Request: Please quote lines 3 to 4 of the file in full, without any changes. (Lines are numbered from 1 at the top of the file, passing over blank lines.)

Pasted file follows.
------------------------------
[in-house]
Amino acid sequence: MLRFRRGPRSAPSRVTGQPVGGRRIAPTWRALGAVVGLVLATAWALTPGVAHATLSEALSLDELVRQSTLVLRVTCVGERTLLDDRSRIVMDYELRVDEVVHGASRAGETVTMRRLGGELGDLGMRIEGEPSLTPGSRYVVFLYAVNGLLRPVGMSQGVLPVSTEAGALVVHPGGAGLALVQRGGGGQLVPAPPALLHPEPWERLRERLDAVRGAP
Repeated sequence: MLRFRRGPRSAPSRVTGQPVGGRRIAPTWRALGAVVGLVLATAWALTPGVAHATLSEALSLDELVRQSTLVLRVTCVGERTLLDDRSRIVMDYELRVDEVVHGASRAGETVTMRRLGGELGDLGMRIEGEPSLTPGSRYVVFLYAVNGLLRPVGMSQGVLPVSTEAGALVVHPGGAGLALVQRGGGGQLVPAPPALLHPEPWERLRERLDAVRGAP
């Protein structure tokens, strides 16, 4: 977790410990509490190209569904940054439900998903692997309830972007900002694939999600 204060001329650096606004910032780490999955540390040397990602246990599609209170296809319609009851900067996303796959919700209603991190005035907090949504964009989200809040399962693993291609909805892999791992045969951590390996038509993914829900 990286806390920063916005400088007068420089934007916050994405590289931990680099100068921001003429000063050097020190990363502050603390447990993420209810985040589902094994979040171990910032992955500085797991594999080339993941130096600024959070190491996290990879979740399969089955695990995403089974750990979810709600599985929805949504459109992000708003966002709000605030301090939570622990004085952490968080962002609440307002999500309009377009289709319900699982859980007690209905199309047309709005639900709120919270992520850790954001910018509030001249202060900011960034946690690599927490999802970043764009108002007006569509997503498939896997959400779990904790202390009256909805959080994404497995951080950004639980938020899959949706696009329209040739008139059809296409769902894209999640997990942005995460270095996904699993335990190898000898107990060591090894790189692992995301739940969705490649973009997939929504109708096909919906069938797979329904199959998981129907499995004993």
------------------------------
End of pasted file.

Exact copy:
Repeated sequence: MLRFRRGPRSAPSRVTGQPVGGRRIAPTWRALGAVVGLVLATAWALTPGVAHATLSEALSLDELVRQSTLVLRVTCVGERTLLDDRSRIVMDYELRVDEVVHGASRAGETVTMRRLGGELGDLGMRIEGEPSLTPGSRYVVFLYAVNGLLRPVGMSQGVLPVSTEAGALVVHPGGAGLALVQRGGGGQLVPAPPALLHPEPWERLRERLDAVRGAP
């Protein structure tokens, strides 16, 4: 977790410990509490190209569904940054439900998903692997309830972007900002694939999600 204060001329650096606004910032780490999955540390040397990602246990599609209170296809319609009851900067996303796959919700209603991190005035907090949504964009989200809040399962693993291609909805892999791992045969951590390996038509993914829900 990286806390920063916005400088007068420089934007916050994405590289931990680099100068921001003429000063050097020190990363502050603390447990993420209810985040589902094994979040171990910032992955500085797991594999080339993941130096600024959070190491996290990879979740399969089955695990995403089974750990979810709600599985929805949504459109992000708003966002709000605030301090939570622990004085952490968080962002609440307002999500309009377009289709319900699982859980007690209905199309047309709005639900709120919270992520850790954001910018509030001249202060900011960034946690690599927490999802970043764009108002007006569509997503498939896997959400779990904790202390009256909805959080994404497995951080950004639980938020899959949706696009329209040739008139059809296409769902894209999640997990942005995460270095996904699993335990190898000898107990060591090894790189692992995301739940969705490649973009997939929504109708096909919906069938797979329904199959998981129907499995004993």